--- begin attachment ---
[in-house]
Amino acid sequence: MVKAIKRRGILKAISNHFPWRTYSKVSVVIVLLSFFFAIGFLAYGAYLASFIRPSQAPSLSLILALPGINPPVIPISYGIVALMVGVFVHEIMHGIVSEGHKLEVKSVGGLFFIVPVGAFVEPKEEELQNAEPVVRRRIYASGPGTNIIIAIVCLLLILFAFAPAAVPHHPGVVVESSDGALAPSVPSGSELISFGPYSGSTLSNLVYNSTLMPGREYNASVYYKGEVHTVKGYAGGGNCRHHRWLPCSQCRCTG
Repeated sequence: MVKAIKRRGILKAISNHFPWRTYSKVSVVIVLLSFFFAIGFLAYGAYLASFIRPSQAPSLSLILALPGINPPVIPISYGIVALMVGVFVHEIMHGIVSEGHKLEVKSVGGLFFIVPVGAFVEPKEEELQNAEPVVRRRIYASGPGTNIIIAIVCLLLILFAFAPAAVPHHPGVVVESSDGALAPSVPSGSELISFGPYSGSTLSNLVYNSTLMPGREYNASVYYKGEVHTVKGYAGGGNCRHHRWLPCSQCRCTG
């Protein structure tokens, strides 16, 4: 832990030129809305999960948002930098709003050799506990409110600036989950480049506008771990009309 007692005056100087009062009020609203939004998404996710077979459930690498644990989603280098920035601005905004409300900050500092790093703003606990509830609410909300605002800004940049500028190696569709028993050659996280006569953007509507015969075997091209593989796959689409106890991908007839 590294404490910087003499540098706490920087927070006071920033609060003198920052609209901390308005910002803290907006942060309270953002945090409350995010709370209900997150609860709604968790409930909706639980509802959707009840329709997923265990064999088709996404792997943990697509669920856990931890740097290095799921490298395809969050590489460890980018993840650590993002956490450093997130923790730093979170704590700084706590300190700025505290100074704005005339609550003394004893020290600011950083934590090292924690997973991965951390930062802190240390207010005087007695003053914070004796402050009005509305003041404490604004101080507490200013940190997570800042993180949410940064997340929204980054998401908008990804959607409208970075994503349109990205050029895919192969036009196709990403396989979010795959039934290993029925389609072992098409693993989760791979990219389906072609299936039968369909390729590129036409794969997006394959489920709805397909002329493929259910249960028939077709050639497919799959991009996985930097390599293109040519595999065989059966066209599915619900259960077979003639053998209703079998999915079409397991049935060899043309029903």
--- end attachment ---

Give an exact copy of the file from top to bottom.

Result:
[in-house]
Amino acid sequence: MVKAIKRRGILKAISNHFPWRTYSKVSVVIVLLSFFFAIGFLAYGAYLASFIRPSQAPSLSLILALPGINPPVIPISYGIVALMVGVFVHEIMHGIVSEGHKLEVKSVGGLFFIVPVGAFVEPKEEELQNAEPVVRRRIYASGPGTNIIIAIVCLLLILFAFAPAAVPHHPGVVVESSDGALAPSVPSGSELISFGPYSGSTLSNLVYNSTLMPGREYNASVYYKGEVHTVKGYAGGGNCRHHRWLPCSQCRCTG
Repeated sequence: MVKAIKRRGILKAISNHFPWRTYSKVSVVIVLLSFFFAIGFLAYGAYLASFIRPSQAPSLSLILALPGINPPVIPISYGIVALMVGVFVHEIMHGIVSEGHKLEVKSVGGLFFIVPVGAFVEPKEEELQNAEPVVRRRIYASGPGTNIIIAIVCLLLILFAFAPAAVPHHPGVVVESSDGALAPSVPSGSELISFGPYSGSTLSNLVYNSTLMPGREYNASVYYKGEVHTVKGYAGGGNCRHHRWLPCSQCRCTG
């Protein structure tokens, strides 16, 4: 832990030129809305999960948002930098709003050799506990409110600036989950480049506008771990009309 007692005056100087009062009020609203939004998404996710077979459930690498644990989603280098920035601005905004409300900050500092790093703003606990509830609410909300605002800004940049500028190696569709028993050659996280006569953007509507015969075997091209593989796959689409106890991908007839 590294404490910087003499540098706490920087927070006071920033609060003198920052609209901390308005910002803290907006942060309270953002945090409350995010709370209900997150609860709604968790409930909706639980509802959707009840329709997923265990064999088709996404792997943990697509669920856990931890740097290095799921490298395809969050590489460890980018993840650590993002956490450093997130923790730093979170704590700084706590300190700025505290100074704005005339609550003394004893020290600011950083934590090292924690997973991965951390930062802190240390207010005087007695003053914070004796402050009005509305003041404490604004101080507490200013940190997570800042993180949410940064997340929204980054998401908008990804959607409208970075994503349109990205050029895919192969036009196709990403396989979010795959039934290993029925389609072992098409693993989760791979990219389906072609299936039968369909390729590129036409794969997006394959489920709805397909002329493929259910249960028939077709050639497919799959991009996985930097390599293109040519595999065989059966066209599915619900259960077979003639053998209703079998999915079409397991049935060899043309029903």